Disrupted the notion that public transit can’t work for rural areas. Transportation is not just an urban issue. Residents of rural communities face significant obstacles in getting around, especially in places like Wayne County, which previously did not have any public transportation system. Social service agency Community Action Wayne/Medina (CAW/M) had filled a gap by offering a vanpool service to area residents. But without the help of technology, it was difficult to plan the best, most efficient routes and meet demand. Through The Paradox Prize, CAW/M was able to purchase innovative routing software that enabled it to build upon and improve its existing service and connect a greater number of residents to jobs and other services throughout the county.

Community Action Wayne/Medina Wayne County Mobility Management Wooster Transit




Team Rural Mobility Solutions

The Details:

The Results:

The dynamic routing software enabled CAW/M to offer an on-demand vanpool option, which allowed multiple users with different origins and destinations throughout the county to access an affordable, efficient service.

In October 2021, SARTA began offering microtransit transportation services to neighboring Wayne County residents.

Through the use of a smart card, scanned by drivers with handheld tablets at the start of each ride, CAW/M was able to easily track the service’s use and also layer on subsidies for residents on Medicaid or other assistance programs. Those residents using the workplace access service to get to and from a new job were able to commute for free during their first 20 days on the job.

The service marks what Melissa Pearce, retired president and CEO of Community Action Wayne/Medina, calls the county’s first “true public transit” offering.

More than 100 Wayne County residents took advantage of free or subsidized vanpool rides to around 25 different employers through the pilot. CAW/M used pilot findings to encourage Wayne County Commissioners to initiate a county-wide transportation survey in the third quarter of 2020. Residents expressed enthusiasm for transportation solutions to help them access jobs, similar to the one being piloted. This led to conversations with neighboring Stark County’s public transportation system, Stark Area Regional Transit Authority (SARTA), and the eventual awarding of a $1.4 million grant from the Ohio Department of Transportation to support the launch of Wayne County Transit.

Dubbed Wayne County Transit (WCT), the curb-to-curb service is open to anyone in Wayne County regardless of income.

“Any county resident can get any place in the county for $2.50 a ride,” she said. "You don’t have to live on a bus loop or find a way to get from your rural residence to a bus stop, which could be miles away. This is curb-to-curb service.”

Speed North America is one Wayne County company that has benefited from the service. Patrick Le Denmat, CEO of the Wooster manufacturing company, estimates that not a week goes by that someone can’t make it to work because of a flat tire, dead battery or carpool breakdown. “And we need those people,” he said. Monitoring demand will help Wayne County officials determine if and how they can sustain WCT long term. Pearce is most proud of driving down the user cost, which started at $8 per ride during the workplace access pilot but is now available to anyone for just $2.50.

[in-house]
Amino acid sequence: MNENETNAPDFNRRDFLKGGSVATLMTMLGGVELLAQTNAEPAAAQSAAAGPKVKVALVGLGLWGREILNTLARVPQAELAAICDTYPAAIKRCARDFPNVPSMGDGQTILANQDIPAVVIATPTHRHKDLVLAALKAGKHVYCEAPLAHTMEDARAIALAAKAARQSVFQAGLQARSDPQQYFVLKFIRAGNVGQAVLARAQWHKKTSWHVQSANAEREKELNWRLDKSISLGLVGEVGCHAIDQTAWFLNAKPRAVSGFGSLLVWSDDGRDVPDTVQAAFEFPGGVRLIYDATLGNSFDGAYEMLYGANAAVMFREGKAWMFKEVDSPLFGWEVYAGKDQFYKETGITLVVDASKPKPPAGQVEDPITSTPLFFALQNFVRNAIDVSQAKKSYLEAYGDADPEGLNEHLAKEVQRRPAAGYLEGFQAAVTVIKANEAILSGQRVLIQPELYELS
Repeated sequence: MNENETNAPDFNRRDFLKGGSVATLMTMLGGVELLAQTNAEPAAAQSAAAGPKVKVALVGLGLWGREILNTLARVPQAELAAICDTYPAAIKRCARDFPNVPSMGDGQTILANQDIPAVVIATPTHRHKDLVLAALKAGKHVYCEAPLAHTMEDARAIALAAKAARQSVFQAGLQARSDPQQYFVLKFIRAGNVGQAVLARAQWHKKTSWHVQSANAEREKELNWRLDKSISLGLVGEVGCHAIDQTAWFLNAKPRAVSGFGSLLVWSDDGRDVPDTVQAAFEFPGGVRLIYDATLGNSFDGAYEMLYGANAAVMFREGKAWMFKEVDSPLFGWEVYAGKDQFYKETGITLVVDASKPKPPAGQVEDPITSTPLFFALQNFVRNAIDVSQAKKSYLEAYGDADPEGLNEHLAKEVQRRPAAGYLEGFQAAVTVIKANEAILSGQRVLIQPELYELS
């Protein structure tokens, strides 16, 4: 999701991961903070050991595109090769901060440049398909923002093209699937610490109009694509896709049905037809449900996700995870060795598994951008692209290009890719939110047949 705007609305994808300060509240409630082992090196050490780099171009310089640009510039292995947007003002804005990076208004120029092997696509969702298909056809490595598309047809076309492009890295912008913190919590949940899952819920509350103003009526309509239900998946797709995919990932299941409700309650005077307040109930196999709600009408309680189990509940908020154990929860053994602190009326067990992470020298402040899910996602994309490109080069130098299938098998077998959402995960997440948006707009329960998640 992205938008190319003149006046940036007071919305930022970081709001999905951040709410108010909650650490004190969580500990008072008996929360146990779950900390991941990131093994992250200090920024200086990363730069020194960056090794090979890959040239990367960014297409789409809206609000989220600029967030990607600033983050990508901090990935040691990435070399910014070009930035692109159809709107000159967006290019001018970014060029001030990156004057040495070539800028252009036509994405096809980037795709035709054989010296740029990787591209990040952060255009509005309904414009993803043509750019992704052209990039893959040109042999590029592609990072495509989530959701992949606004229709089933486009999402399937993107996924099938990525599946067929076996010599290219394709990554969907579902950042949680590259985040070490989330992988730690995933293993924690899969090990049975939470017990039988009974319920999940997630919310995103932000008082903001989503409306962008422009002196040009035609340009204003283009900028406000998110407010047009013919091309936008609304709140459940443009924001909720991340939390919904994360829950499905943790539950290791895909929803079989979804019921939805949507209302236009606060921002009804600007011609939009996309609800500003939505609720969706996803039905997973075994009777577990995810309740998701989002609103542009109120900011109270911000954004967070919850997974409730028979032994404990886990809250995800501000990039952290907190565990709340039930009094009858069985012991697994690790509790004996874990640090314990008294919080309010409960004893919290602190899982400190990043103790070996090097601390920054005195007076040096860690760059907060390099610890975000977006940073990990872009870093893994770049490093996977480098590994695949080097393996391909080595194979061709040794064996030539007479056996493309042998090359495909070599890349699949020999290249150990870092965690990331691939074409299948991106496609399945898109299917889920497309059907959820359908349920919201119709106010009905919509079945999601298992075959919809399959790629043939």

“That’s a game changer,” she said. “It makes it much more possible for people to work out of poverty and create the lives that they and their families need.” Excerpted from a Crain’s Content Studio-Cleveland article published November 7, 2021.

The Paradox Prize

Photo by SARTA



Team Stark Career Connect

Kevin Stillwell Employment Navigator The Greater Stark County Urban League

Aleisha Stout Project Manager Strengthening Stark

Mark Finnicum Chief Operations Officer Stark Area Regional Transit Authority





Read the Full Article

COLL ABOR ATORS: Strengthening Stark OhioMeansJobs Stark County

Brought together transportation and workforce development services. The Stark Career Connect pilot is all about collaboration and integration. Strengthening Stark, a countywide economic development collaborative, worked with a dozen local organizations, including the Stark Area Regional Transit Authority, to better integrate transportation supports into workforce development services. Through regular meetings, this group committed to connecting job seekers with in-demand jobs, sharing insights, resources and helping each other address barriers that exist for job seekers. More than 400 people have been supported by Stark Career Connect, many of whom needed transportation supports ranging from free transit passes to minor car repairs, to maintain and advance in careers. The effort placed individuals in jobs at nearly 140 different employers. The pilot underscored the need for flexible and individualized wraparound supports within workforce development. Aleisha Stout of Strengthening Stark relayed a success story: An individual, making less than $10 an hour working as a home health aide, had no car or reliable transportation and lacked general support. With the support of one of Stark Career Connect’s many workforce development partners, the individual connected to Aultman’s STNA train-to-hire program. With The Paradox Prize funding, Stark Career Connect provided a bus pass for the woman’s first 31 days of employment. She was then able to budget for her own bus expense and after a few months of stable employment and a higher wage (nearly $17 an hour), purchased a reliable car.

Stark Area Regional Transit Authority (SARTA) Greater Stark County Urban League Goodwill Industries ECO ICAN Housing Project REBUILD Stark County Community Action Agency Stark State College United Way Stark County Canton Regional Chamber of Commerce